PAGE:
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electra225

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Re: Magnavox 1ST616 Restoration
« Reply #34 on: June 27, 2016, 09:38:20 PM »
More pictures of refinishing.

American Walnut, exactly what Magnavox called the stain color.  The only place I could find American Walnut, which turned out to be a nearly exact match, was at Walmart!  The last two pictures show the start of the final finish.  I am using shellac as a base and polyurethane as the finish material.  The humidity we are experiencing around here make it difficult to get the proper gloss with shellac as a final finish.  I decided that gloss polyurethane would allow me to control the gloss without being affected to as great an extent by humidity.  So far, this has proven to be a good choice.  It's coming along nicely.  Yeah, I've heard all the scare stories about polyurethane propagated by the old radio guys.  I won't go into that.
If it ain't broke, call me.  I can break it....

electra225

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Re: Magnavox 1ST616 Restoration
« Reply #35 on: June 27, 2016, 09:49:06 PM »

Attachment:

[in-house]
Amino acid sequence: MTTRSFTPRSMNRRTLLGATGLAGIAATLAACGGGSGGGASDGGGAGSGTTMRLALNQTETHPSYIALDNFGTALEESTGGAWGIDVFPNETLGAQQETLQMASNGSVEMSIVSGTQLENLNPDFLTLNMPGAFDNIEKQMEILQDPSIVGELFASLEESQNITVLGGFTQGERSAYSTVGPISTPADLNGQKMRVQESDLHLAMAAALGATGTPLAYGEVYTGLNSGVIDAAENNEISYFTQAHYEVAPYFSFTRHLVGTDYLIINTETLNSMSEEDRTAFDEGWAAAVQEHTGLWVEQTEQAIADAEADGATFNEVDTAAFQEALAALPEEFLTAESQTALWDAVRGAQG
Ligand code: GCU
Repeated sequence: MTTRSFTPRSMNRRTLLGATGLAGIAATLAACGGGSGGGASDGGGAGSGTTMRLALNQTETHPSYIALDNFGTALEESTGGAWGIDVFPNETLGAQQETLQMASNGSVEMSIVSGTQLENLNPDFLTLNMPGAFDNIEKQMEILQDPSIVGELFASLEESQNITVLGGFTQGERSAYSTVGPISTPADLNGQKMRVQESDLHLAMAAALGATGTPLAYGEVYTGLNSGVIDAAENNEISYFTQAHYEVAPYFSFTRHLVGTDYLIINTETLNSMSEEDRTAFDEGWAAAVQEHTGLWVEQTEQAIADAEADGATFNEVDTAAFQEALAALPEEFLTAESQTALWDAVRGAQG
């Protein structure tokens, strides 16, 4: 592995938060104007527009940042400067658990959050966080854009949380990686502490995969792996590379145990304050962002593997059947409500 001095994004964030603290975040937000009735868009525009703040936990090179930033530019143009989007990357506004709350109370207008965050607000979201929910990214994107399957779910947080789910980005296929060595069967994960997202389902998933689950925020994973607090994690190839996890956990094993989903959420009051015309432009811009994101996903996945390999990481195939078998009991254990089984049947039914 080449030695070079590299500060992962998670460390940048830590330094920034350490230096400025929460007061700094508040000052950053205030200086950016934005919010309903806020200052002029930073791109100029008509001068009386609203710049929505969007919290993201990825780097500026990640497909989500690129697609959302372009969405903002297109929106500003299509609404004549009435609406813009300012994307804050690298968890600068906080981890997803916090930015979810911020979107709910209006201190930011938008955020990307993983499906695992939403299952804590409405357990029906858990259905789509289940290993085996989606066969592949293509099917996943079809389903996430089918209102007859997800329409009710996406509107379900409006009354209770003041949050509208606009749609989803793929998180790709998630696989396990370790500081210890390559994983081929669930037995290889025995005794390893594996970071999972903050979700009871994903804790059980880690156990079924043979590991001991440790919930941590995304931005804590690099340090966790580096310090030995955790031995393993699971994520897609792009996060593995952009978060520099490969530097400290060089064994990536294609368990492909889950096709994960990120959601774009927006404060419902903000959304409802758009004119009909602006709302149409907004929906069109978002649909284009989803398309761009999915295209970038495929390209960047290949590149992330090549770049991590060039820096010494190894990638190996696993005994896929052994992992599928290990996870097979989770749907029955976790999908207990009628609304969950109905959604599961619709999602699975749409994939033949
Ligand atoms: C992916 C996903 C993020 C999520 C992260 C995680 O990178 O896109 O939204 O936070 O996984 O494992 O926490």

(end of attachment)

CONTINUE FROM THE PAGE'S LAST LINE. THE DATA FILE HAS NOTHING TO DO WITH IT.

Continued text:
I have been tinkering with the electronics while I wait for stuff to dry.  This little stereo is different from the bi-amp ones in that I can hook up everything and test it together on the bench.  The Collaro changer in this instrument is the most agreeable one I own.  It makes lots of noise, but it changes records perfectly.  It needs a drive tire, motor mounts, motor service and the usual tune-up, but it works nicely.
If it ain't broke, call me.  I can break it....

electra225

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Re: Magnavox 1ST616 Restoration
« Reply #36 on: June 27, 2016, 09:57:48 PM »
The biggest improvement so far has been the sliding lids.  Black grain filler has nearly completely obliterated the big black water mark.  Not perfect still, but eons better than when I started.

The third picture shows how shiny the top is becoming.  I have only semi-filled the grain on the top rail.  My wife likes it like that, and it looks good.  I am going to oil sand the final finish to probably 1500 grit.  Not glossy, but just off full gloss.
If it ain't broke, call me.  I can break it....

electra225

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Re: Magnavox 1ST616 Restoration
« Reply #37 on: June 27, 2016, 10:18:49 PM »